Former Home Secretary rejected plans for full investigation into phone hacking, Leveson hears

Former Home Secretary Alan Johnson rejected plans for a full investigation into phone hacking, the Leveson Inquiry has heard.

Sir Denis O’Connor, the chief inspector of constabulary, said he discussed the case with Johnson, then Home Secretary, and senior official in 2009 but there was little enthusiasm for carrying it forward.

He told the inquiry: “A discussion ensued with a minister and the Home Secretary at the time but there was not appetite for HMIC being involved. It never got off the ground, sadly.”

O’Connor said the official had asked him for his view after a Guardian article, published in July 2009, alleged further wrongdoing and felt it demanded an investigation.

He added: “I said, looking at this, I thought the revelations merited some sort of independent review. I thought if the allegations if true in any degree would raise substantial public confidence issues.”

At the time, Her Majesty’s Inspectorate of Constabulary, headed by O’Connor, was investigating allegations that Conservative minister Damian Green was being leaked confidential Home Office documents by a junior civil servant.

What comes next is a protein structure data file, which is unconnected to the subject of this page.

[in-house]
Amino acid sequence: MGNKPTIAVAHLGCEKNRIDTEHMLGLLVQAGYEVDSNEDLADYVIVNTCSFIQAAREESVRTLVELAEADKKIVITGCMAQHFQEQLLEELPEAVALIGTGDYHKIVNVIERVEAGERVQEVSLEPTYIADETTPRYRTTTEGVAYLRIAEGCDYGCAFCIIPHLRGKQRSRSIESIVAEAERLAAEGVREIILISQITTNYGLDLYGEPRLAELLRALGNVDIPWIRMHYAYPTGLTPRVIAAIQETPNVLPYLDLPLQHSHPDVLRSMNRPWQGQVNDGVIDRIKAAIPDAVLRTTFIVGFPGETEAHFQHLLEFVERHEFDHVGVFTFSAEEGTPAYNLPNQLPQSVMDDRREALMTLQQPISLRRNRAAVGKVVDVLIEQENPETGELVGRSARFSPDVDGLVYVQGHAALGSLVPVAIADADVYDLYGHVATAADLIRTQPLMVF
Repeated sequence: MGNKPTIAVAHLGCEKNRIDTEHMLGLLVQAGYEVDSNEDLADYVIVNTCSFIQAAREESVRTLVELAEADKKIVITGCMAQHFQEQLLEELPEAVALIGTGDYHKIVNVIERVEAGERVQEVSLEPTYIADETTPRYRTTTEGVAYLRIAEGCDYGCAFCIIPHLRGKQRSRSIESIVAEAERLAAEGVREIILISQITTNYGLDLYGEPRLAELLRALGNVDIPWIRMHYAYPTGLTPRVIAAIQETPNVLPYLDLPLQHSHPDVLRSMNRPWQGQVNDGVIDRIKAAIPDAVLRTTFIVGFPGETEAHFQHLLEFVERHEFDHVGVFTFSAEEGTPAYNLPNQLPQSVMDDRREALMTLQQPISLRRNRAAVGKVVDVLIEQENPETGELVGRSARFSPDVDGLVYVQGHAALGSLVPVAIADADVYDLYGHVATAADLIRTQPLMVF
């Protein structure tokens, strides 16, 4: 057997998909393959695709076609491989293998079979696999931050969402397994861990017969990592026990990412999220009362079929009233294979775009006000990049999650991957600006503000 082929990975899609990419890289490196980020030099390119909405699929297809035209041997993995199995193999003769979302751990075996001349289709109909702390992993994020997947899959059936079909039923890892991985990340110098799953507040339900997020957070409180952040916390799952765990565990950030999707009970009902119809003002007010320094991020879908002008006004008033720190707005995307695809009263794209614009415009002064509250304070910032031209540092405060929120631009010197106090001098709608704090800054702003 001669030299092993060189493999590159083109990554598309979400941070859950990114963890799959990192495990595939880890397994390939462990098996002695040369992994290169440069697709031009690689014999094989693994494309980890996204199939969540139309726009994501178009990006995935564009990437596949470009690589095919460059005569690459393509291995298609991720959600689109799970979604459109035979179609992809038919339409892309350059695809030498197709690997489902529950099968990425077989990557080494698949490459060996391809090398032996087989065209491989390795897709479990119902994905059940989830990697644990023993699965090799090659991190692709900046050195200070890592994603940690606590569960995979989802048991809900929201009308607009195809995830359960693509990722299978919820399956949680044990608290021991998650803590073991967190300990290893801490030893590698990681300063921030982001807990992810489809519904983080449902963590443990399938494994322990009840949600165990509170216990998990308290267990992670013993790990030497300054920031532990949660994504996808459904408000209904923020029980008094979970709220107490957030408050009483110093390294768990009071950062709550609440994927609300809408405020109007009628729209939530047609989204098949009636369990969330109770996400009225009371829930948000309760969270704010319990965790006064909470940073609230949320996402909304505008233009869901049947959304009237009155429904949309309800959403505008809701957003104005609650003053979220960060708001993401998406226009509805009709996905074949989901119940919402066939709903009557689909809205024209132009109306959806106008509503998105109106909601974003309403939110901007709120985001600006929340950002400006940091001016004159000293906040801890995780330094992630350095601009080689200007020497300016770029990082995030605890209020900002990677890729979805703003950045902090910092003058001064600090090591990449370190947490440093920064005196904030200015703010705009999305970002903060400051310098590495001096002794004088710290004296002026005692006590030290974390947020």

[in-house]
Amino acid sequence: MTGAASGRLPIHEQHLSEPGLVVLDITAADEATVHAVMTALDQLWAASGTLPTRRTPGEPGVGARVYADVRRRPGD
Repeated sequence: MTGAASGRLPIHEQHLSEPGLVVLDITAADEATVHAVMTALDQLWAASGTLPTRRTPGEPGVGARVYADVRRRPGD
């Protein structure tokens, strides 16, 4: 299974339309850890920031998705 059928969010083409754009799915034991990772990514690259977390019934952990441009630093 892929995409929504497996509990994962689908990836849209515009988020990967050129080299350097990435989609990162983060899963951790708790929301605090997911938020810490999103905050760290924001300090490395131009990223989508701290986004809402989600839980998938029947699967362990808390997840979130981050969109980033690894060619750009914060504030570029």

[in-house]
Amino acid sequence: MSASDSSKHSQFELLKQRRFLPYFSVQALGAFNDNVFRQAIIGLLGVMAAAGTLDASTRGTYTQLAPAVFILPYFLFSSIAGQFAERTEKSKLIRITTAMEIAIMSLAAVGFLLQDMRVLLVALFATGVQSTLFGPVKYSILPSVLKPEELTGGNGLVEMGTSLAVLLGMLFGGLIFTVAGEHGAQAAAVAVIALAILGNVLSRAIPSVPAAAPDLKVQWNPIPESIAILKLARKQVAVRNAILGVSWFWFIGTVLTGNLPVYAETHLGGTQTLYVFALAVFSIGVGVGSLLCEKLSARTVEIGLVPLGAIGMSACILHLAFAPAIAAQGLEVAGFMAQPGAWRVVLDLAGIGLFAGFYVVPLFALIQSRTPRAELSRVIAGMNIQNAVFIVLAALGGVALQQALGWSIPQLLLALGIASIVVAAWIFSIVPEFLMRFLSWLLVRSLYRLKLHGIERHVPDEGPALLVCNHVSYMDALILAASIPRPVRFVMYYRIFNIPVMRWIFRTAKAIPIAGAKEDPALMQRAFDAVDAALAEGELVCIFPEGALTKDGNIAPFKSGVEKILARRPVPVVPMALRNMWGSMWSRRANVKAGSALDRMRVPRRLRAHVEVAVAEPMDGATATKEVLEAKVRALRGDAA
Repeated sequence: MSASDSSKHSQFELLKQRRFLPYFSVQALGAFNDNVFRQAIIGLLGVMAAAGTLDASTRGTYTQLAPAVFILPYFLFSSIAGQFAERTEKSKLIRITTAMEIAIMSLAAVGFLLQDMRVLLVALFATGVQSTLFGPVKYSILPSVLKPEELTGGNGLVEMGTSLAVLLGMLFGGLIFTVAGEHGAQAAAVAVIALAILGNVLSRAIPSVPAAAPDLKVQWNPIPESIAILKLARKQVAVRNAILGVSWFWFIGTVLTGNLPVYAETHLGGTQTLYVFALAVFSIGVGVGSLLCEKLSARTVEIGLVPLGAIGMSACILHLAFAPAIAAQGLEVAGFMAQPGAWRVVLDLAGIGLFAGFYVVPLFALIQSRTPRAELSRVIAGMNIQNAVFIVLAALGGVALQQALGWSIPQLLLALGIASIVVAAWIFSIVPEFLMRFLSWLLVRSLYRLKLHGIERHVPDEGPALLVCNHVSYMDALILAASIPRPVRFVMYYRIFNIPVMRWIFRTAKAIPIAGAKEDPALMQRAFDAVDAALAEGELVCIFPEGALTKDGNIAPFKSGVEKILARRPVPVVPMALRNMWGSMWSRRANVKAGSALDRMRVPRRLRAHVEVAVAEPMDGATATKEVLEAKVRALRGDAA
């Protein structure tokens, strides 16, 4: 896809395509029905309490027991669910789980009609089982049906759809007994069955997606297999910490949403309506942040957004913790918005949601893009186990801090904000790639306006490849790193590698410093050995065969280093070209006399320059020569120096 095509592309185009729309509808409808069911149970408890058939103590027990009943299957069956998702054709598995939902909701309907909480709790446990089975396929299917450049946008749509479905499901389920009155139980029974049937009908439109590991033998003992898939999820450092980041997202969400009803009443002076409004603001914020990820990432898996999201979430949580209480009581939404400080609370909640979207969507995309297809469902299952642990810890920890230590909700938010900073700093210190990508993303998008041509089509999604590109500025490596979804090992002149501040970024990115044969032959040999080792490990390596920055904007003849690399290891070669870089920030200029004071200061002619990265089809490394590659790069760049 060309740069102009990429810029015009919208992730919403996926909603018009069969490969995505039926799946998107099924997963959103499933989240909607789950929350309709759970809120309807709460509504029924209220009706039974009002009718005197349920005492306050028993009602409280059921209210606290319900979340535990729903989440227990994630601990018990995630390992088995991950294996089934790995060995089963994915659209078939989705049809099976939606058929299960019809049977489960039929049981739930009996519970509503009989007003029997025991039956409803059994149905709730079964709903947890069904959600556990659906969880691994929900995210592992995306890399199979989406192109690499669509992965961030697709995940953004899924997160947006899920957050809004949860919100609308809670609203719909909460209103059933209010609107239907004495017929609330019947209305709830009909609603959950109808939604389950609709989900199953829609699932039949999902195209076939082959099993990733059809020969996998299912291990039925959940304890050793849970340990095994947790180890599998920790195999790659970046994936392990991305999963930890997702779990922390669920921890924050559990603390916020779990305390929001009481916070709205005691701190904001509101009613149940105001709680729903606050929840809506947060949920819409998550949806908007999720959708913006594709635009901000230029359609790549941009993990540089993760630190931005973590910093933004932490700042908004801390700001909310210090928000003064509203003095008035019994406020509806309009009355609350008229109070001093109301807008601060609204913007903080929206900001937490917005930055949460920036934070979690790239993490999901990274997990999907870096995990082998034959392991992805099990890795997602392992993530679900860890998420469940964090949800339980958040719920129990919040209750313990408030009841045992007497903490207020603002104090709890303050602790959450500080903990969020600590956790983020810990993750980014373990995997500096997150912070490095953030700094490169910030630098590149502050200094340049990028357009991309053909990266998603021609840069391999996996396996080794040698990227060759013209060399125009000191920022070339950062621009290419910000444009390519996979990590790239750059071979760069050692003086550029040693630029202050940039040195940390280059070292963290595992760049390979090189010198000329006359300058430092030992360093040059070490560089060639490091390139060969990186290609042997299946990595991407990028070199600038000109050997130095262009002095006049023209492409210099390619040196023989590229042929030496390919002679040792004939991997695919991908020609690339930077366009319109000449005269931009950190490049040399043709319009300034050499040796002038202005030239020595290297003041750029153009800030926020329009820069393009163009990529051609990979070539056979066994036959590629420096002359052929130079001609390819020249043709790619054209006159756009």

O’Connor was asked about an HMIC review of police relationships, published last year. He said interactions between police officers and journalists should be regulated by without stifling contact, which would “defy reality”.

He said: “Those in regulation we didn’t manage to stop this… I take the view there needs to be a significant revision in the way it works, but not to shrink the relationship but to get it on the right footing… It’s much more creating the framework where everybody can understand the appropriate moral compass.”

He later added: “We have to think about ways of not freezing down the public interest… It’s a public interest safety valve process.”

O’Connor said a survey of police hospitality showed most officers acted with common sense when it came to dealing with the media, and said officers were usually offered “tea and sandwiches” by journalists, rather than the “fashionable alternatives” received by some senior officers appearing before the inquiry.

The review found 298 examples of inappropriate hospitality. Roger Baker, from HMIC, first provided this updated figure to the inquiry last week.

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